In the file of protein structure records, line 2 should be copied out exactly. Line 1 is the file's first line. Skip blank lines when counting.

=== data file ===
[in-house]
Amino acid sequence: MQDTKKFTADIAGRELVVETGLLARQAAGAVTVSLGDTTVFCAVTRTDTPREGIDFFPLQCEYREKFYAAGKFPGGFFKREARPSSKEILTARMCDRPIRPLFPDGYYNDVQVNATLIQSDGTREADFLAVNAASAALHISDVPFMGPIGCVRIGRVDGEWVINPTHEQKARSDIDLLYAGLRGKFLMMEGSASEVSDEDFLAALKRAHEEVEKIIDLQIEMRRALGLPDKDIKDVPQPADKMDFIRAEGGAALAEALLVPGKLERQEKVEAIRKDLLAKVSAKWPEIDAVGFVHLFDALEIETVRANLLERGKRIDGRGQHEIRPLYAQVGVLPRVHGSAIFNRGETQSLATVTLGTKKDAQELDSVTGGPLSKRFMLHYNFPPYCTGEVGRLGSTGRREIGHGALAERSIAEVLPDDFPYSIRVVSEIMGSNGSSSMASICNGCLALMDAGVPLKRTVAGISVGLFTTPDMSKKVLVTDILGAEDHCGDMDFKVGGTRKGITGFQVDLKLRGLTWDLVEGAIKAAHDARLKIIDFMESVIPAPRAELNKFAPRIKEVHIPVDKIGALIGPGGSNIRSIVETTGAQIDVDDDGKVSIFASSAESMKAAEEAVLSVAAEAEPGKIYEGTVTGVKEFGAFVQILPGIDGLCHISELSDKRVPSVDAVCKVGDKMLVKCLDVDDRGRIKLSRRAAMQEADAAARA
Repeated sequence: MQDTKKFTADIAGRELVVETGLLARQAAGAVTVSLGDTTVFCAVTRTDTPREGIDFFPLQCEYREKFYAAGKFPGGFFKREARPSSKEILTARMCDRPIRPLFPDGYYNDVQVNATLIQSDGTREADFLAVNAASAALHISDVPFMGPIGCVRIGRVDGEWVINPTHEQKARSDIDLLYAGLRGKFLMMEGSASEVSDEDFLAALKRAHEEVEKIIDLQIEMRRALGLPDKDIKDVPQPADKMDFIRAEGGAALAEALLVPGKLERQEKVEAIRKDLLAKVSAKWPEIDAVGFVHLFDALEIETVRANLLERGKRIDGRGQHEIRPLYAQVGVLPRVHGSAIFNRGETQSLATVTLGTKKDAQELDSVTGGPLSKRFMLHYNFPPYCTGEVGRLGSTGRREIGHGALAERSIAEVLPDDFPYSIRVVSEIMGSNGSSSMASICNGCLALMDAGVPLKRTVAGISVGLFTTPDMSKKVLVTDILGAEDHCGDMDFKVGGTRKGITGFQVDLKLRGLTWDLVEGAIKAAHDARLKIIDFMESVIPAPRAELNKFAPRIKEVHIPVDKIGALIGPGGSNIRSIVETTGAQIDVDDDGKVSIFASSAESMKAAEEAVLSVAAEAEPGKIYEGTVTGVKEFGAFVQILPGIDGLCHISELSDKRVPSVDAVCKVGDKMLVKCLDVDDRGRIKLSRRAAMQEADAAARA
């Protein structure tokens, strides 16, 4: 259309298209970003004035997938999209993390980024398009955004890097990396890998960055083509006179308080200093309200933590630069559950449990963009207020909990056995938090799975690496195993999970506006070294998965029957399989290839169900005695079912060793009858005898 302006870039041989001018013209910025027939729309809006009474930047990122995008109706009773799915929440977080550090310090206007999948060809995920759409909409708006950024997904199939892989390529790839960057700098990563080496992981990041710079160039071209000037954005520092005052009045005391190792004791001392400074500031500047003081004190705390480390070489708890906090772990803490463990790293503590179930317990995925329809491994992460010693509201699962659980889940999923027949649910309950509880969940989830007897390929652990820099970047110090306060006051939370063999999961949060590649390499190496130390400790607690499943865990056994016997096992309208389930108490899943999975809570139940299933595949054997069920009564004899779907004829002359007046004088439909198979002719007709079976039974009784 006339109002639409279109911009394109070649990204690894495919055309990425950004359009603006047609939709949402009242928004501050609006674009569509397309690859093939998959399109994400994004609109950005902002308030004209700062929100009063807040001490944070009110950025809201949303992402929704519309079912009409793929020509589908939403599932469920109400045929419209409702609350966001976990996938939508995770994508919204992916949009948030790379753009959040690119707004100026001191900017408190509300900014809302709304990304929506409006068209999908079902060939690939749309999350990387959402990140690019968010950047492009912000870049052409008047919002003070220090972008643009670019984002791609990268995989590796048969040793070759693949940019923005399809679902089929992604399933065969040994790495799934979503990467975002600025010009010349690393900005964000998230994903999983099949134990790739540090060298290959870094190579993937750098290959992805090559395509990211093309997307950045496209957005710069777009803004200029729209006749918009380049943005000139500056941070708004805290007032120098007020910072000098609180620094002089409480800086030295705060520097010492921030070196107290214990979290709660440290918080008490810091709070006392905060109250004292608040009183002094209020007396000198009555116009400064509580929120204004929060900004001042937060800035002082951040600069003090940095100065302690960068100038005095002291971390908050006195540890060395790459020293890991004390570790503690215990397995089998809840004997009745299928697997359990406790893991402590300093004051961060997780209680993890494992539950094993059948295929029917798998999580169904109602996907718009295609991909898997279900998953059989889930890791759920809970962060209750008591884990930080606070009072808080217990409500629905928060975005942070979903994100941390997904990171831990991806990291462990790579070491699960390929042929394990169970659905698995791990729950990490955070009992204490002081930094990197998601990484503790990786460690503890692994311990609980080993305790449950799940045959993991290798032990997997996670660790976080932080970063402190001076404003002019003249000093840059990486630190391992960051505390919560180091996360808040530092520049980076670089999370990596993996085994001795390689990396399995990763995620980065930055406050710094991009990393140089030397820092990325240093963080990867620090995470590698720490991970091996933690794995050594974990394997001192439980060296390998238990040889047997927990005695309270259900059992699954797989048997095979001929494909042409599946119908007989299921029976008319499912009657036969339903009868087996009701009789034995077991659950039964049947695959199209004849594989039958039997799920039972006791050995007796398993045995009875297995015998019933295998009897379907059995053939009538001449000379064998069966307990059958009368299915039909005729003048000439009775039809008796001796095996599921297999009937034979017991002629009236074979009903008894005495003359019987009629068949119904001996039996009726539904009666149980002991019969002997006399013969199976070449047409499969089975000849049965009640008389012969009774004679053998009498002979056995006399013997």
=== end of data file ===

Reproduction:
Amino acid sequence: MQDTKKFTADIAGRELVVETGLLARQAAGAVTVSLGDTTVFCAVTRTDTPREGIDFFPLQCEYREKFYAAGKFPGGFFKREARPSSKEILTARMCDRPIRPLFPDGYYNDVQVNATLIQSDGTREADFLAVNAASAALHISDVPFMGPIGCVRIGRVDGEWVINPTHEQKARSDIDLLYAGLRGKFLMMEGSASEVSDEDFLAALKRAHEEVEKIIDLQIEMRRALGLPDKDIKDVPQPADKMDFIRAEGGAALAEALLVPGKLERQEKVEAIRKDLLAKVSAKWPEIDAVGFVHLFDALEIETVRANLLERGKRIDGRGQHEIRPLYAQVGVLPRVHGSAIFNRGETQSLATVTLGTKKDAQELDSVTGGPLSKRFMLHYNFPPYCTGEVGRLGSTGRREIGHGALAERSIAEVLPDDFPYSIRVVSEIMGSNGSSSMASICNGCLALMDAGVPLKRTVAGISVGLFTTPDMSKKVLVTDILGAEDHCGDMDFKVGGTRKGITGFQVDLKLRGLTWDLVEGAIKAAHDARLKIIDFMESVIPAPRAELNKFAPRIKEVHIPVDKIGALIGPGGSNIRSIVETTGAQIDVDDDGKVSIFASSAESMKAAEEAVLSVAAEAEPGKIYEGTVTGVKEFGAFVQILPGIDGLCHISELSDKRVPSVDAVCKVGDKMLVKCLDVDDRGRIKLSRRAAMQEADAAARA